Hi Folks - I took video of everyone's performances at the Dunker Church concert on Sunday. If you would like me to post your performance for our Ning brethren and sistren who where not there, I will gladly do so. All performances were very good! One caveat -- I really MESSED UP the audio on some of these videos thereby spoiling an otherwise great performance. I sincerely apologize for that. Mea maxima culpa! I'll know better next time, I hope.... On the plus side, the audio of the…Continue
I posted a video of some tunes I will present in a small breakout group at AEBG. I'll have TAB there. These present interesting banjo opportunities, as does much of the book. They lay well, are pretty simple, and include many things that make the banjo fun....playing up high, pulls and slurs, double notes, Hammers and Strikes.
Added by Tim Twiss on June 16, 2014 at 8:04am — No Comments
Added by Tim Twiss on June 15, 2014 at 7:56pm — No Comments
Does anyone know weather there would have been Banjos with steel strings during the Civil War Period.
I will take my answers off the air...thank you.
Wes....thanks for sending the tune I tried it. What surrounds it.......?
I was talking to Mark Weems today and we both wondered whether we had possibly missed some announcement about registration for AEBG. I know when the dates are, but by this time of the year in the past, I had already registered. Anyone have info on this?
Anyone going to AEBG that wants to try something a little different? Perhaps a duet with nice arranged parts? The Dobson "New System for the Banjo " has a few.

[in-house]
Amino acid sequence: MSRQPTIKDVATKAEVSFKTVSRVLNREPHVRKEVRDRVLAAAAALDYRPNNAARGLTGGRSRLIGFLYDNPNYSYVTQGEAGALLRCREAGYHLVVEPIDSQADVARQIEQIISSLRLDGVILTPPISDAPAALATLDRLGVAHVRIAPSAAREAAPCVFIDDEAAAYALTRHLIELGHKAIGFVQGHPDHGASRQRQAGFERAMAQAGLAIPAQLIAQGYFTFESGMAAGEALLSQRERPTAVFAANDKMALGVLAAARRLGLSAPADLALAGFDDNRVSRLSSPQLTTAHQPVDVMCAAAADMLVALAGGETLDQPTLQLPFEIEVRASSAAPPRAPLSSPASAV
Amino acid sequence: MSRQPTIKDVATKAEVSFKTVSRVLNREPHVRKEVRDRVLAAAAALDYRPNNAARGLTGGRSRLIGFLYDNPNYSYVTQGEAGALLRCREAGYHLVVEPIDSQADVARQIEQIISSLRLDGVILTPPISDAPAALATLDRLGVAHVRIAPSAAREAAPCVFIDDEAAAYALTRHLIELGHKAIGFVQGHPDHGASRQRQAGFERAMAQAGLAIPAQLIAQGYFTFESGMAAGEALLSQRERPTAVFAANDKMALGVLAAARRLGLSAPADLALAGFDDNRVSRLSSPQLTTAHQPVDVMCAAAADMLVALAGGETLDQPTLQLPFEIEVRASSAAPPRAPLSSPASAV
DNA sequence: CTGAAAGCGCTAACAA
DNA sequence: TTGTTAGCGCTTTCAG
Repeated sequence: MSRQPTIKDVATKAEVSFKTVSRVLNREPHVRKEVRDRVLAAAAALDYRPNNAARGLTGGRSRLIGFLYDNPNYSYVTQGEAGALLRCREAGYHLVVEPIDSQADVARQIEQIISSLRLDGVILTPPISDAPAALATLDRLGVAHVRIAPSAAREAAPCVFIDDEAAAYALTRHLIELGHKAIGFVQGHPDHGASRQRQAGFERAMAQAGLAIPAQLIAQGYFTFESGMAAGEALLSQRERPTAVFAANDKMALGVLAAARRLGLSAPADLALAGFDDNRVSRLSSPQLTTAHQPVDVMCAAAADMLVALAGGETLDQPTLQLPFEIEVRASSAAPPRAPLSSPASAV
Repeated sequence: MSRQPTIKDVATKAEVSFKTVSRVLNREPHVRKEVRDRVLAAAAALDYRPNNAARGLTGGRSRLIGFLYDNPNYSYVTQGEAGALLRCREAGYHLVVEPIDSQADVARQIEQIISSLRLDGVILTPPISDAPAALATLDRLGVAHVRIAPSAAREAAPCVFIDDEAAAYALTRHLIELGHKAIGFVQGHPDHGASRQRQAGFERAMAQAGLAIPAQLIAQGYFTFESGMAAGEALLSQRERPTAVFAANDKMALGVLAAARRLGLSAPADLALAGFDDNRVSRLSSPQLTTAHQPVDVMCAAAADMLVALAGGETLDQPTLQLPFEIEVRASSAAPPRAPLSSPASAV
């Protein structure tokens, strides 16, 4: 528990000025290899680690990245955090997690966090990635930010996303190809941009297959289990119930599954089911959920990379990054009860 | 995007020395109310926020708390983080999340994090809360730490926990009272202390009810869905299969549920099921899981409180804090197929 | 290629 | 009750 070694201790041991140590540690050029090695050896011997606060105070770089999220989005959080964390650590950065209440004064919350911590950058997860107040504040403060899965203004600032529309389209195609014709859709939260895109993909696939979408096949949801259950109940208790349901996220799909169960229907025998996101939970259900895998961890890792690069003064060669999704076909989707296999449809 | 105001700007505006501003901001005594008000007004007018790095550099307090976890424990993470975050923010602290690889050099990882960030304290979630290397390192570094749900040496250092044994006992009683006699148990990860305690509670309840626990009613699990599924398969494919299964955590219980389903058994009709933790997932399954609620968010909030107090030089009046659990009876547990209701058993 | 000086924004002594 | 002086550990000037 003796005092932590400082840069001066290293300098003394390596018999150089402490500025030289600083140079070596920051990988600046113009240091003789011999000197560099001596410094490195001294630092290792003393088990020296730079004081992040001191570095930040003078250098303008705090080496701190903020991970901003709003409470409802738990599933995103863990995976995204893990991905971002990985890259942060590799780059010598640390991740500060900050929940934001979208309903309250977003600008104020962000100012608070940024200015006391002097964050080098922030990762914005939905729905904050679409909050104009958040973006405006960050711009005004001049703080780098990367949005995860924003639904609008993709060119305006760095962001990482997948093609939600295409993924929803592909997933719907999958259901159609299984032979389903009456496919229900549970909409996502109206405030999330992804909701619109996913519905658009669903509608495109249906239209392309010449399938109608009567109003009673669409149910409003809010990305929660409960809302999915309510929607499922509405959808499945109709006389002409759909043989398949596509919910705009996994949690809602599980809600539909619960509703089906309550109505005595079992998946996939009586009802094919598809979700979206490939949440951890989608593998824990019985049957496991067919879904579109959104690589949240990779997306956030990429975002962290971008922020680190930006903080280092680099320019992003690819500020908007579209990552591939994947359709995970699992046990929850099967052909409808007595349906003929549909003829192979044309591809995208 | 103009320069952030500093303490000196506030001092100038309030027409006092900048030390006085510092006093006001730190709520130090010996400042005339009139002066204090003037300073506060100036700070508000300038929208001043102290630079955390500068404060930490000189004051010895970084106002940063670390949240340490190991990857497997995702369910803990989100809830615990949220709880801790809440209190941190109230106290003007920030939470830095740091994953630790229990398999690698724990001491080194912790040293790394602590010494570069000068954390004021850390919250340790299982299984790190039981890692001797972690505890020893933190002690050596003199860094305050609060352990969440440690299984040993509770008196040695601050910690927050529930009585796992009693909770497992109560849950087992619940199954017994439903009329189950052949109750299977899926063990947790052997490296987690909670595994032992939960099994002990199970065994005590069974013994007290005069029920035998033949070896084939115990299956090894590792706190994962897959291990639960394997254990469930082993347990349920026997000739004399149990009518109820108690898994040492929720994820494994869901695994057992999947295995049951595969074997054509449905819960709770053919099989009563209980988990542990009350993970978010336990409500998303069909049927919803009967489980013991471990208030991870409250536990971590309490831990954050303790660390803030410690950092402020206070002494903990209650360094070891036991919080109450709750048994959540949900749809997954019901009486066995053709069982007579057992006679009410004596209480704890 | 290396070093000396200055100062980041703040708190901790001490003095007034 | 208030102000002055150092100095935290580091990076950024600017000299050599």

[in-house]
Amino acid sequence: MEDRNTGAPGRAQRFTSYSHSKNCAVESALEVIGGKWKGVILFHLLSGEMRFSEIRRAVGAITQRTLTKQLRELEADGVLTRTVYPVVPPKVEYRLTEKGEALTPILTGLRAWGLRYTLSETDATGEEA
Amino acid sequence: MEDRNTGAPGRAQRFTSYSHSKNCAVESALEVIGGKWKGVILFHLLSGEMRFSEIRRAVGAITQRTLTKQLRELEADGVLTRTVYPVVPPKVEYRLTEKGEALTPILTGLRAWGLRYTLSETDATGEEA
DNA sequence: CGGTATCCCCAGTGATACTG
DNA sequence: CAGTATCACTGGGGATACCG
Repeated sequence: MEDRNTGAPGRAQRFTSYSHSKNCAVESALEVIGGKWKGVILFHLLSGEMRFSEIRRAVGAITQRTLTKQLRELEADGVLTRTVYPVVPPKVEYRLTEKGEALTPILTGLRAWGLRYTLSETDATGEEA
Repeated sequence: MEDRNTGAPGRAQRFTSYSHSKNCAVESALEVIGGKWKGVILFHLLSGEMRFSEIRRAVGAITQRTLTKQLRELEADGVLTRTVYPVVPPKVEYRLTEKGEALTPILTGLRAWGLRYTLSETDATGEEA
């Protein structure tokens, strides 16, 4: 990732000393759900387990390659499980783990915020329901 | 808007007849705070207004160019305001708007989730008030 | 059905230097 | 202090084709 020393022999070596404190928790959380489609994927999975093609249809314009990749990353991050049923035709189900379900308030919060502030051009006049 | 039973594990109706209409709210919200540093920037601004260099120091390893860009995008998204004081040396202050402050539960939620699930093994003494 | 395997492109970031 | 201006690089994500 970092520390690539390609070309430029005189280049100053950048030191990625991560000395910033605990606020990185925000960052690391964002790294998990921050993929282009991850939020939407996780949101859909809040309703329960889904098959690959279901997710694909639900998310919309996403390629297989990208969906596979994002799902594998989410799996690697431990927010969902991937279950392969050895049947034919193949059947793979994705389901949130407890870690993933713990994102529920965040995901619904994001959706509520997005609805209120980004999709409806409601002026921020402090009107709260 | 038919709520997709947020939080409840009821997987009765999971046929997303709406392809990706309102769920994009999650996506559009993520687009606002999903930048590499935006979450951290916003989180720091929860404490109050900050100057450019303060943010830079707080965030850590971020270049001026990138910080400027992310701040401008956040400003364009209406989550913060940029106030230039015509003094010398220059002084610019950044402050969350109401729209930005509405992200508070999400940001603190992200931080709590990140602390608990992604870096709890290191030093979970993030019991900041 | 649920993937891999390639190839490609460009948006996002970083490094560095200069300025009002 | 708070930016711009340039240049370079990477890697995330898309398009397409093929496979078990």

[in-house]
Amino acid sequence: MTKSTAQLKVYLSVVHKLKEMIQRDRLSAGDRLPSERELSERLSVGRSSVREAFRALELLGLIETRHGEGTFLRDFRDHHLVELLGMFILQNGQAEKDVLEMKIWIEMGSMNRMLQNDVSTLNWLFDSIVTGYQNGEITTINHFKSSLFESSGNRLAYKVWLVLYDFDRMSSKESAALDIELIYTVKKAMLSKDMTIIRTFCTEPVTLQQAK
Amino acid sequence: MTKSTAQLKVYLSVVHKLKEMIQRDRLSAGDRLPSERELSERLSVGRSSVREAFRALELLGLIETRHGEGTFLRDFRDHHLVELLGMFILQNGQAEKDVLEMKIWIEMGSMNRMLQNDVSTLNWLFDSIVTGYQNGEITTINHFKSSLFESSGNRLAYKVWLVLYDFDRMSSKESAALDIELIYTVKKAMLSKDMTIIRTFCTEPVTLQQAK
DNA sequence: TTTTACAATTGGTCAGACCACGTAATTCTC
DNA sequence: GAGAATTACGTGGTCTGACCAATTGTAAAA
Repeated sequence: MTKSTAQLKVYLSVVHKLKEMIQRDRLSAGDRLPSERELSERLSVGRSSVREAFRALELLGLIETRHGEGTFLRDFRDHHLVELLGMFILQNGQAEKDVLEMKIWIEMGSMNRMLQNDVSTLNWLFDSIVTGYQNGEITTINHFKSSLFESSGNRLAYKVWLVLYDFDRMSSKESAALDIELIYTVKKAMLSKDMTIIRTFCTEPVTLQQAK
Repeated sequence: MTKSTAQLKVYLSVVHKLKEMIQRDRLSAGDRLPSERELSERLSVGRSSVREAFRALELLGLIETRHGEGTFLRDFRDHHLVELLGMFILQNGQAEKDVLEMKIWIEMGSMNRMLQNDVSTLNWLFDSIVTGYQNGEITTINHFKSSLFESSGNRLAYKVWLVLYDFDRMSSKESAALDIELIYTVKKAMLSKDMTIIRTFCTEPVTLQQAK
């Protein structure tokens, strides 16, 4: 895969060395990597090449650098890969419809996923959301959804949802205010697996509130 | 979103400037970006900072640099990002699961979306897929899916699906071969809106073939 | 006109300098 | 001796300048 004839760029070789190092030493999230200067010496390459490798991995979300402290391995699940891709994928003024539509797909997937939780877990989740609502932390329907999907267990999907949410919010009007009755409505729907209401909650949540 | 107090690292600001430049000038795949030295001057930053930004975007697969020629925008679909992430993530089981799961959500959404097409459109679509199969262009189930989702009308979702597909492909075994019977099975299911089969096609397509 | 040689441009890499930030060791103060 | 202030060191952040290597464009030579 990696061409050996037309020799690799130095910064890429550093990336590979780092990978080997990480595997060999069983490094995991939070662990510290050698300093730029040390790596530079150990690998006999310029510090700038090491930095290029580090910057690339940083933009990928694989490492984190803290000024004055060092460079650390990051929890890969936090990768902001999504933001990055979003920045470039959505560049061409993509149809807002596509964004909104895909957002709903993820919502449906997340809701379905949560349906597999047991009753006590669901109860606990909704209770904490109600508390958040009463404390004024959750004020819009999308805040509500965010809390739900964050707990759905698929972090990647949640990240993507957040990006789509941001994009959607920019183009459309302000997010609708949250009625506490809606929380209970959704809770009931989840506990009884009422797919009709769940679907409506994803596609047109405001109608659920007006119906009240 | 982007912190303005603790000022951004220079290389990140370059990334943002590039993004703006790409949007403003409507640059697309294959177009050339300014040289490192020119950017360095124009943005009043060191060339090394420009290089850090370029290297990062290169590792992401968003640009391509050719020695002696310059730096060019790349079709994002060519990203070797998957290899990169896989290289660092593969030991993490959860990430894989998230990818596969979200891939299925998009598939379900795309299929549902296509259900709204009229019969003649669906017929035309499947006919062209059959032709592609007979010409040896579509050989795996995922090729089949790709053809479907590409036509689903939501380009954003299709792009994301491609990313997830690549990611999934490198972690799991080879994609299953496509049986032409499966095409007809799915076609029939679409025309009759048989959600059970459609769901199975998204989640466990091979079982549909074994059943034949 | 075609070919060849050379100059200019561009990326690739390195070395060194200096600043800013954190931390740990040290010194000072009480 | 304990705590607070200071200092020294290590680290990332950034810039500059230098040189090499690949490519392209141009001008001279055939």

Added by Tim Twiss on April 24, 2014 at 8:02pm — No Comments
Voting is still open over on the Hangout. Go over there and help one of our guys win a Bell.
I wonder why this tune gets skipped over. I do not see many people do it.
Added by Tim Twiss on February 11, 2014 at 8:03am — No Comments
The whole thing about thumb strings developed from a discussion about repertoire and styles of Early Banjo. I hope someone wants to jump back in and discuss music.
Got me wondering, do we know how they would have been tuned at the time? I have the 3 and a half strings…Continue
Added by Jim Jacquet on February 5, 2014 at 5:19pm — No Comments
Special on this Early Banjo book CD pack. It contains the essential material in tab from the 19th Century instructional books on how to play Stroke Style banjo. Enhance your current skills...or try something brand new. It covers the moves, and does not…Continue
What a great night. It is like..."The Saturday Evening Post"...ha ha
Almost like getting a live concert from around the country.
I love all the new music.....different twists everyone has.
And out of nowhere comes NOAH CLINE with a strong triple.
Go man! Sounds fabulous.
Added by Tim Twiss on January 25, 2014 at 7:01pm — No Comments
The more I study and play this material, the more I realize....that repertoire expands so far beyond the first books. While they give us insight as to what the source material was, and how things were arranged....we should never be limited to those books. If that genre had lasted longer...there could have been dozens upon dozens of books. It is open to any vocal piece or linear music you can fit onto the instrument.
Added by Tim Twiss on January 24, 2014 at 12:50pm — No Comments
This resource continues to blow me away, with it's adaptability to the banjo. It's not just playing the notes from these pages, but creating some nice things within. You can make some cool things by thinking out the pulls and open string phrases. It becomes unique then. I'll post an example of a new find. I just sit down for pleasure every day and find another. With about 400 in each book, and 4 volumes.....I will not run dry for a LONG time. Not all keepers, but some are.
Added by Tim Twiss on January 23, 2014 at 8:16am — No Comments
What would YOU do??
If you get a piece of fiddle music in F? Which note do you reference as the thumb string?
I revisited this one from the Rice book of 1858. It is so deceptive...try it and see where the beat falls. It seems to turn back around on you, depending upon where you place the beat. One of the coolest and overlooked songs.
Added by Tim Twiss on January 16, 2014 at 8:19am — No Comments